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Denver recycling plant cited after man fatally injured at work

On Behalf of | Mar 11, 2015 | Workplace Accidents |

Residents living in Denver and its suburbs may be familiar with Atlas Metal & Iron, which recycles unwanted scrap metal and other items brought in by those who live in the area. Last September, a man was fatally injured at work at the recycling plant, which prompted an investigation by the Occupational Safety and Health Administration. The results of that investigation indicate that the man’s death was preventable.

On the day of the accident, the 52-year-old was working on a scrap metal baler. The machine came back on while he was inside it, leading to the injuries that caused his death. OSHA investigators discovered that the machine was not shut down before the worker entered it. Further, protocols required for confined spaces were not followed.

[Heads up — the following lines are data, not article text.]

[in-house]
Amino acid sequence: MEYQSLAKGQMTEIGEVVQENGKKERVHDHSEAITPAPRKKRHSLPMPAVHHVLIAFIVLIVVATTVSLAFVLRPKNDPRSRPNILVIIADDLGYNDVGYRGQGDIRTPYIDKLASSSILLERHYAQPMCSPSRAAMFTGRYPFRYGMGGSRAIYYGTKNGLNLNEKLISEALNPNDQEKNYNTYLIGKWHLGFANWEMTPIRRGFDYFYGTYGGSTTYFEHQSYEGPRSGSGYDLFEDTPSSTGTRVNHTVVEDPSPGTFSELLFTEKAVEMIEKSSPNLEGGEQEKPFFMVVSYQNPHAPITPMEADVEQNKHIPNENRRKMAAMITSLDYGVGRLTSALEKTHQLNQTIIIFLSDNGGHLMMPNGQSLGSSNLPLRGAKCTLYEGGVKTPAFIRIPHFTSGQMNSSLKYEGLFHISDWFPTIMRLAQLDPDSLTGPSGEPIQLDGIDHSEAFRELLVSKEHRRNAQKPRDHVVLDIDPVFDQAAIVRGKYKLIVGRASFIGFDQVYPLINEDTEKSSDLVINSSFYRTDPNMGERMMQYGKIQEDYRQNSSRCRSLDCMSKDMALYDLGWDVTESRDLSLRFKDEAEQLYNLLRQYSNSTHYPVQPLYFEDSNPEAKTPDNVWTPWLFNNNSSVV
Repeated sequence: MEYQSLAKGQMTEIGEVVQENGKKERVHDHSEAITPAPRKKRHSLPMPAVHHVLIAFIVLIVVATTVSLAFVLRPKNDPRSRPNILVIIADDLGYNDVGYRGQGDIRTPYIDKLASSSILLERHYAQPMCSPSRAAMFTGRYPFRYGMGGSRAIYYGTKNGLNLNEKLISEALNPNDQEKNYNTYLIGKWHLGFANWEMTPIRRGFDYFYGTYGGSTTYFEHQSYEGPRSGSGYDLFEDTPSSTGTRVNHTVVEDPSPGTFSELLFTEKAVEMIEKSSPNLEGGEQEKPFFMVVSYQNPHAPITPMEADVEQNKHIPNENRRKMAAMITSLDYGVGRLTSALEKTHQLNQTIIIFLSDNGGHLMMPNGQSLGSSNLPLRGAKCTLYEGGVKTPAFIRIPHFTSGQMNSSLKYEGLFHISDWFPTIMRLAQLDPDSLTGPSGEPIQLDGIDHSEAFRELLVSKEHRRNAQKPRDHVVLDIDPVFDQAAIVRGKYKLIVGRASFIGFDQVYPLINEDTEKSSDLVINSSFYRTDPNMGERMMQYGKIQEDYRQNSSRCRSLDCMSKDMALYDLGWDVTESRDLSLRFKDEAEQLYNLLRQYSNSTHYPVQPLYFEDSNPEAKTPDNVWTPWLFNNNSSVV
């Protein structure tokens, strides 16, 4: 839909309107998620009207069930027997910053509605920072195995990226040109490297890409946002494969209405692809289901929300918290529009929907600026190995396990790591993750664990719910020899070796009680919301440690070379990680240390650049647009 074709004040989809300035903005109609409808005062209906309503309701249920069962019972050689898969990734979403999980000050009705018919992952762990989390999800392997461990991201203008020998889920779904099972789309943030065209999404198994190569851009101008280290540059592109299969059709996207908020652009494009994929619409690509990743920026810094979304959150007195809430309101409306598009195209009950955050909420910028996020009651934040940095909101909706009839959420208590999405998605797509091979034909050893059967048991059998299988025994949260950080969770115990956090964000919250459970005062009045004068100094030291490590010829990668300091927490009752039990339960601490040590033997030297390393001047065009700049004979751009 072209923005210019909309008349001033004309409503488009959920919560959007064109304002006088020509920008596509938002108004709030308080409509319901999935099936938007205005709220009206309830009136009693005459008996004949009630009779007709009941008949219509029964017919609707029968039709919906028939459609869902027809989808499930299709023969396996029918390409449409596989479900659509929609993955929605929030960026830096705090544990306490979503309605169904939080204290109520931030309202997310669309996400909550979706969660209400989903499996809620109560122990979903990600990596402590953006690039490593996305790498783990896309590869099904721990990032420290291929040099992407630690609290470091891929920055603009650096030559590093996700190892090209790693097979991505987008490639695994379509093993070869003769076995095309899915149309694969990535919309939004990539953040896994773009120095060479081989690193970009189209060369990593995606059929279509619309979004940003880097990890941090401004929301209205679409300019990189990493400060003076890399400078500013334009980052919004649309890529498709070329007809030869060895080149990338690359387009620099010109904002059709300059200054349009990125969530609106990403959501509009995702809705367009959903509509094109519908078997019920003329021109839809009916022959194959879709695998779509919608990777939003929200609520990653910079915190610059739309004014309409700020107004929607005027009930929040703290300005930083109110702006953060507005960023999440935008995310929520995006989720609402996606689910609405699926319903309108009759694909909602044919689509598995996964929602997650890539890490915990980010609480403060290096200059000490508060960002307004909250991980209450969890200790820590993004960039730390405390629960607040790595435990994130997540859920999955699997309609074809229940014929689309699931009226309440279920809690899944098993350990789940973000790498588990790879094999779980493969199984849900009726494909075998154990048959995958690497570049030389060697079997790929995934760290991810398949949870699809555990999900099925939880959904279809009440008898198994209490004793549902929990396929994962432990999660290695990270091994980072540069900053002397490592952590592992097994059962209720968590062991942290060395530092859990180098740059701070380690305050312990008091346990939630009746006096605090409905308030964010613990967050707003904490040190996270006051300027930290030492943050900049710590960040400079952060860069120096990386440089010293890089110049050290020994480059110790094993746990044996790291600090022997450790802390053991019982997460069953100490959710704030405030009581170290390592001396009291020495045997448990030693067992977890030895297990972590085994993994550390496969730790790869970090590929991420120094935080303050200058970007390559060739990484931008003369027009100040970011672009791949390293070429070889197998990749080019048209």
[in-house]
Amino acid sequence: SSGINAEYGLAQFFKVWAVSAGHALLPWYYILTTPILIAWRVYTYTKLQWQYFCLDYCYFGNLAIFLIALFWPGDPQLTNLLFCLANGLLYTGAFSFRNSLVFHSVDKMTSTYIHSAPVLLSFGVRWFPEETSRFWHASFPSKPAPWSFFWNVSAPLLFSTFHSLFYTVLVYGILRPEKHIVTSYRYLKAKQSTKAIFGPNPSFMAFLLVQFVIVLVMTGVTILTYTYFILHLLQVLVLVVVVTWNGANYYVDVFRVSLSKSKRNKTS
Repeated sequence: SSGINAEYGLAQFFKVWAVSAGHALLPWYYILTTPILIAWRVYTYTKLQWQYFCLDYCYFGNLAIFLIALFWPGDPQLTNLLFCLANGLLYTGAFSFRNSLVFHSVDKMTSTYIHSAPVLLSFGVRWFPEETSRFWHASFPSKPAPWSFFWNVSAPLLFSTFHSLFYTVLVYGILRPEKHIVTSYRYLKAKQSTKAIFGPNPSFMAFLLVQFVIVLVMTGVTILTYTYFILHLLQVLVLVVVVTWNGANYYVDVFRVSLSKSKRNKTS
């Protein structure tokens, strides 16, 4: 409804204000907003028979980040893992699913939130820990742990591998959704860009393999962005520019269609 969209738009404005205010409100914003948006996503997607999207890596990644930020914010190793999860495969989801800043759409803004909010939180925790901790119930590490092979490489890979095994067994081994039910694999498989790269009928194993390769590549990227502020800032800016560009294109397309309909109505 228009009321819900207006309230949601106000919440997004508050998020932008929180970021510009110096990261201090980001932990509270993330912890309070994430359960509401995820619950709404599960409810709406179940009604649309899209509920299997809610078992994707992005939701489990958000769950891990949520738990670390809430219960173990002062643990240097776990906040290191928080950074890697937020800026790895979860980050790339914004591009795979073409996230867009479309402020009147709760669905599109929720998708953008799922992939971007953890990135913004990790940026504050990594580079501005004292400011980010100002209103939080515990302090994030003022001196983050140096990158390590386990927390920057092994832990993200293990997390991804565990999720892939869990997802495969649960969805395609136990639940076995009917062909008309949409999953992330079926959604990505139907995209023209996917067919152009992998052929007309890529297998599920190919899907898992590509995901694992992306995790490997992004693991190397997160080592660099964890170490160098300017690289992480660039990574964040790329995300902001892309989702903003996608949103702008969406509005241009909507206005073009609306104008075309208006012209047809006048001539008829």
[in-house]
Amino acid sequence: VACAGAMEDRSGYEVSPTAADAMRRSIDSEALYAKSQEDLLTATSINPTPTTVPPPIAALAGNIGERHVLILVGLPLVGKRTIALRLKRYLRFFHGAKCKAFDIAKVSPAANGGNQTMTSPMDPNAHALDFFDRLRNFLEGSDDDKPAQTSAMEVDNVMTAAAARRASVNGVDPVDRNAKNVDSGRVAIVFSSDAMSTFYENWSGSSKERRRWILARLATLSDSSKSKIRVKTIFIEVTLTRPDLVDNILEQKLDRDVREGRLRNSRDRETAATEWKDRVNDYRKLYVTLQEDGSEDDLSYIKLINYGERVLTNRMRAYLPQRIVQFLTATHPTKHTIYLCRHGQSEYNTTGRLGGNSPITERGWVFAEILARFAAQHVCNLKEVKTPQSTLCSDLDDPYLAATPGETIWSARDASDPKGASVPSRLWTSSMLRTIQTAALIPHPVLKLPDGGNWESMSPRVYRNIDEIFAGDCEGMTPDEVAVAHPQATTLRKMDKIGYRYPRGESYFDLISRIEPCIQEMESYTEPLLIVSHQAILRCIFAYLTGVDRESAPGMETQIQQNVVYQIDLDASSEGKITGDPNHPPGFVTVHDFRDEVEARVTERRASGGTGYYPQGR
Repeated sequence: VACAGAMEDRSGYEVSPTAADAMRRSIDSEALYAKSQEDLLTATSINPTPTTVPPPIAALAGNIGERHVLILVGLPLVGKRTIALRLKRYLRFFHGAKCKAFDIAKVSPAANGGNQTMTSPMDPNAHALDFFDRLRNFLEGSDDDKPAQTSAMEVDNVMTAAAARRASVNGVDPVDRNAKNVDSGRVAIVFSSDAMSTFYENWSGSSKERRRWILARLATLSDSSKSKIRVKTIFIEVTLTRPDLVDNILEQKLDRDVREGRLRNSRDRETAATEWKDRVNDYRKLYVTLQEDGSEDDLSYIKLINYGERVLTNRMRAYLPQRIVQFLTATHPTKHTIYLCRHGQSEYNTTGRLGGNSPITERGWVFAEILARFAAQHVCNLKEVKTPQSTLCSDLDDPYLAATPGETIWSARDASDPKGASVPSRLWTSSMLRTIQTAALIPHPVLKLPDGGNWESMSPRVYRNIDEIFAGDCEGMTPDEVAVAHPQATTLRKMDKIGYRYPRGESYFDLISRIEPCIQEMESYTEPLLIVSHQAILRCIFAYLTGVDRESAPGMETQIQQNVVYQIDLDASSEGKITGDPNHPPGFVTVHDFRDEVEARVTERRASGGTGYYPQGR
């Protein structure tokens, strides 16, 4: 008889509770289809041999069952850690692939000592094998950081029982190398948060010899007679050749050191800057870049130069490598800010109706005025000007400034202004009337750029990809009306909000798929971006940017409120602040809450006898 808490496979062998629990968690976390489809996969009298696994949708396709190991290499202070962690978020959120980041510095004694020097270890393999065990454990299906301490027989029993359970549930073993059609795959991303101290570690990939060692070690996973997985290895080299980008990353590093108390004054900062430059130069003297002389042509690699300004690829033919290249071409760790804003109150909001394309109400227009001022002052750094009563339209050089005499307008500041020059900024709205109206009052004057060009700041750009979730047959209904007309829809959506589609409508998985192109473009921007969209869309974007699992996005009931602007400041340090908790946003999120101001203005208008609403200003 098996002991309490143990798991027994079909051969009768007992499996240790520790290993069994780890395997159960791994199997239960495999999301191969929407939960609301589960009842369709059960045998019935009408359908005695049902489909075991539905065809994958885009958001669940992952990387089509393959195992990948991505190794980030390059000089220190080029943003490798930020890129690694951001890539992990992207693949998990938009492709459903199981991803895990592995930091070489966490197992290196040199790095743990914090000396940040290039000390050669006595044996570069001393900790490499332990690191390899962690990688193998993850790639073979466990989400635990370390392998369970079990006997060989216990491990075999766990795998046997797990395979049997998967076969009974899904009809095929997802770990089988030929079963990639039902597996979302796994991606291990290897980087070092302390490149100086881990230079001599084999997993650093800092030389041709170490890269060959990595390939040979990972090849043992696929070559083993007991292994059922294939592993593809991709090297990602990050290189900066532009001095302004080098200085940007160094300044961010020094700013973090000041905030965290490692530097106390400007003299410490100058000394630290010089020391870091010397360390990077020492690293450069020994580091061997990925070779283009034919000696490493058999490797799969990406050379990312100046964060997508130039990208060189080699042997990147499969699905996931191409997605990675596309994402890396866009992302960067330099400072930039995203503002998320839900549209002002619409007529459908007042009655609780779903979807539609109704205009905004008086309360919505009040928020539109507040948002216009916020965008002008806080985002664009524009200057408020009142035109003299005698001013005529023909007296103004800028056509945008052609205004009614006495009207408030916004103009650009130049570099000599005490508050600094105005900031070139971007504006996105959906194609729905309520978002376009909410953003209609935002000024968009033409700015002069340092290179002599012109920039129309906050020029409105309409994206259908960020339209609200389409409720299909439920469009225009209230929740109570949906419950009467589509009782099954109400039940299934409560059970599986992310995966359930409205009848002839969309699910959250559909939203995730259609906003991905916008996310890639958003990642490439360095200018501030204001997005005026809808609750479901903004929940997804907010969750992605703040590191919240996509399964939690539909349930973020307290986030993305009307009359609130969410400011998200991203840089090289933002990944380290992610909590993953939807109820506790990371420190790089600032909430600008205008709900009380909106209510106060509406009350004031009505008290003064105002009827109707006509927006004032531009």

Other violations included inadequate machine guarding, lack of access to proper equipment and combustible dust accumulations. Workers were also exposed to unsafe levels of noise and were not given appropriate eye protection. The respiratory protection program was also deficient.

These violations are considered serious by OSHA, which means that there is a high probability that serious injury or death could result from a particular hazard. Moreover, it was found that the employer should have been aware of these hazards and corrected them, or was aware of the hazards and did nothing to fix them. OSHA found a total of 12 violations and recommended fines in the amount of $58,410. The company must respond in some manner within 15 days of receiving OSHA’s citations.

While the Denver company has the time to respond, the family of the victim fatally injured at work will never spend time with their loved one again. Colorado workers’ compensation benefits may be available to the family. Those benefits could help cover the cost of burying him and provide his family with a compensation package for the loss of his income.

Source:, “Death at recycling plant results in $58K fine”, Melanie Towler, March 5, 2015


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